Will Google's self-driving car lead to more sprawl?

Google's self-driving car is cool, but will it lead to more sprawl? Or is it a worry for another day?
Written by Tyler Falk, Contributor

Google's self-driving car is amazing.

It's has driven more than 140,000 miles with only one accident. And as Sebastian Thrun, one of the builders of Google's self-driving car, explains in his TED talk, the self-driving car would could make cars more safe and make commuting by car much less of a headache.

But will this science fiction-to-reality success story lead to some unintended consequences?

Writing for Fast Company, Greg Lindsay, author of Aerotropolis (read his interview with SmartPlanet here), paints the picture of how driverless cars could lead to suburban sprawl.

Driverless cars would be a perfect match for car-sharing services such as Zipcar or Getaround, gradually replacing the idea of car ownership with “mobility-as-a-service.” That, in turn, may lead to a precipitous fall in car ownership--as high as 50%--while breathing new life into suburbia and creating more congestions as the pain of commuting lessens.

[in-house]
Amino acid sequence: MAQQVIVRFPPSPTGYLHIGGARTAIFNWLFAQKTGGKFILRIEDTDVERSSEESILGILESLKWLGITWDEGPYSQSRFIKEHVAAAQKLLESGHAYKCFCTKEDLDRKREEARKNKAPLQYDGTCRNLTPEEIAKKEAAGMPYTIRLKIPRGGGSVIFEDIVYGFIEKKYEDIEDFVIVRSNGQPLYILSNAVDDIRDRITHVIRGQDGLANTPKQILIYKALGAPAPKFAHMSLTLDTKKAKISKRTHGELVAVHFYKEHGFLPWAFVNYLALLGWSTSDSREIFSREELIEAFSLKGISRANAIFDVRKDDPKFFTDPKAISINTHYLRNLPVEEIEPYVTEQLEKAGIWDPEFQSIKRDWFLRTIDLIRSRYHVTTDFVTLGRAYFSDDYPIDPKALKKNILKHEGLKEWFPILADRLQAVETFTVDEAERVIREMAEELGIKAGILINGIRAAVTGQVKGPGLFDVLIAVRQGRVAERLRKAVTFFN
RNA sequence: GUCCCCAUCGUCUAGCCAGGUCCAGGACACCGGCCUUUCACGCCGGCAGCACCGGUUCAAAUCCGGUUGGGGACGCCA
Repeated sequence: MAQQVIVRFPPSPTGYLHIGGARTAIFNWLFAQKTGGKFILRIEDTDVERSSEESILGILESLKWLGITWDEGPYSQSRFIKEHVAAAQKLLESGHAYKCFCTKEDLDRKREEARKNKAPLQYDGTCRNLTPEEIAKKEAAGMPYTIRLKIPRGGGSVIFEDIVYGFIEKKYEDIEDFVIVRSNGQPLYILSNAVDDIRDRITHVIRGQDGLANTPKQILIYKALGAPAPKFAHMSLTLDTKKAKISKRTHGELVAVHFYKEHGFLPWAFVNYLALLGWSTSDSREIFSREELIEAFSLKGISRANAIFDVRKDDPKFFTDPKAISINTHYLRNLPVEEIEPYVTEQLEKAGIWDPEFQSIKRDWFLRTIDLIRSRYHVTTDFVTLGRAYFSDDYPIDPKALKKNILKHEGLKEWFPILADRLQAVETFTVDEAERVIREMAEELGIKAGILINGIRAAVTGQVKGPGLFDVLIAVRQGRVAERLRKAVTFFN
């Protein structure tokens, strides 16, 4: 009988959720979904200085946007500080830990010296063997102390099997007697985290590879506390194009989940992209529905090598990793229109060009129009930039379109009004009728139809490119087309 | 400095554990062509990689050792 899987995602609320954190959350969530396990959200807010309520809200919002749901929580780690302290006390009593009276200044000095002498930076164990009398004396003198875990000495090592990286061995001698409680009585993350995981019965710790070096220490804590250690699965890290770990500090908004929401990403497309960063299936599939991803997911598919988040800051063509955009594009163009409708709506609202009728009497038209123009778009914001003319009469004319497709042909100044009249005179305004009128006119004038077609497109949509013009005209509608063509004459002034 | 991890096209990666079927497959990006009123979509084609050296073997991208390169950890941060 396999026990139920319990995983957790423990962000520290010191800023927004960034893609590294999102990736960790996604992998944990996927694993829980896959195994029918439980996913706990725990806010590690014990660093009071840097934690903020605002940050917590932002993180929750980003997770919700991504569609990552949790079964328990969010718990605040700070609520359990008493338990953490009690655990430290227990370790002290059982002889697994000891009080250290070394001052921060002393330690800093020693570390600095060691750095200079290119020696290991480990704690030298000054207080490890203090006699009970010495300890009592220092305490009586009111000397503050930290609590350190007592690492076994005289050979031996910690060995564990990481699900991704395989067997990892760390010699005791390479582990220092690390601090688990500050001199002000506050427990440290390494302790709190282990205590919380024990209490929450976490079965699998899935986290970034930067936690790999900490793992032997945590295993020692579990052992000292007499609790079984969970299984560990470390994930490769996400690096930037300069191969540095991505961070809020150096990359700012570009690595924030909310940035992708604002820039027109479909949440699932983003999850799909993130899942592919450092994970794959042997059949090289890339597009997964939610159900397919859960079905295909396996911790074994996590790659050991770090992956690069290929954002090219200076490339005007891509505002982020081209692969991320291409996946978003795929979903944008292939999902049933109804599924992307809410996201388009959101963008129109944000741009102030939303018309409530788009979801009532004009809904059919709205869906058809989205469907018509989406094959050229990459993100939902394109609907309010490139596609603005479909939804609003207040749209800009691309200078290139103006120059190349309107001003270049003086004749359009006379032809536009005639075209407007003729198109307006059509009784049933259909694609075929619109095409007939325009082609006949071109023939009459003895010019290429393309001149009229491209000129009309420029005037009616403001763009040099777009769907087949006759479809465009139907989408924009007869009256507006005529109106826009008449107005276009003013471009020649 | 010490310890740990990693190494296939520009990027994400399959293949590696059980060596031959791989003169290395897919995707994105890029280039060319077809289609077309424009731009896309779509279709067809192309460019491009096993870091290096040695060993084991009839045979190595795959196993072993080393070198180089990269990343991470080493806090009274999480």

What if you could watch movies, make Skype calls, or play with your children in the back seat until you were delivered to your doorstep? A game-changer in terms of commuting time and cost, it would breathe new life back into suburban sprawl; it's not a problem to live two hours from work when you can spend those two hours as if you were on your couch.

Maybe Lindsay's getting ahead of himself. But it's easy to see how the intrigue and ease of using a self-driving car could create the perfect storm that could lead to a new generation of sprawling suburbs. Using a car would be easier than it is now if self-driving cars were linked with programs like Zipcar-- you wouldn't need to worry about maintenance, insurance, and all the other hassles of car-ownership. Plus, commuting in a car might actually be a pleasant experience.

But, really, it's a worry for another day. Because meanwhile there are 250 million personal vehicle in the U.S. today. And everyday they're embarking on a commute that is killing them. The reality is, people who want to live in the suburbs will live there whether commuting is easy or not. And people who want to live in walkable, dense community will live there even if commuting in a car is easier. If nothing else, I can't imagine that Google's self-driving car would make sprawl any worse than it is today.

Photo: Daquella manera/Flickr

This post was originally published on Smartplanet.com

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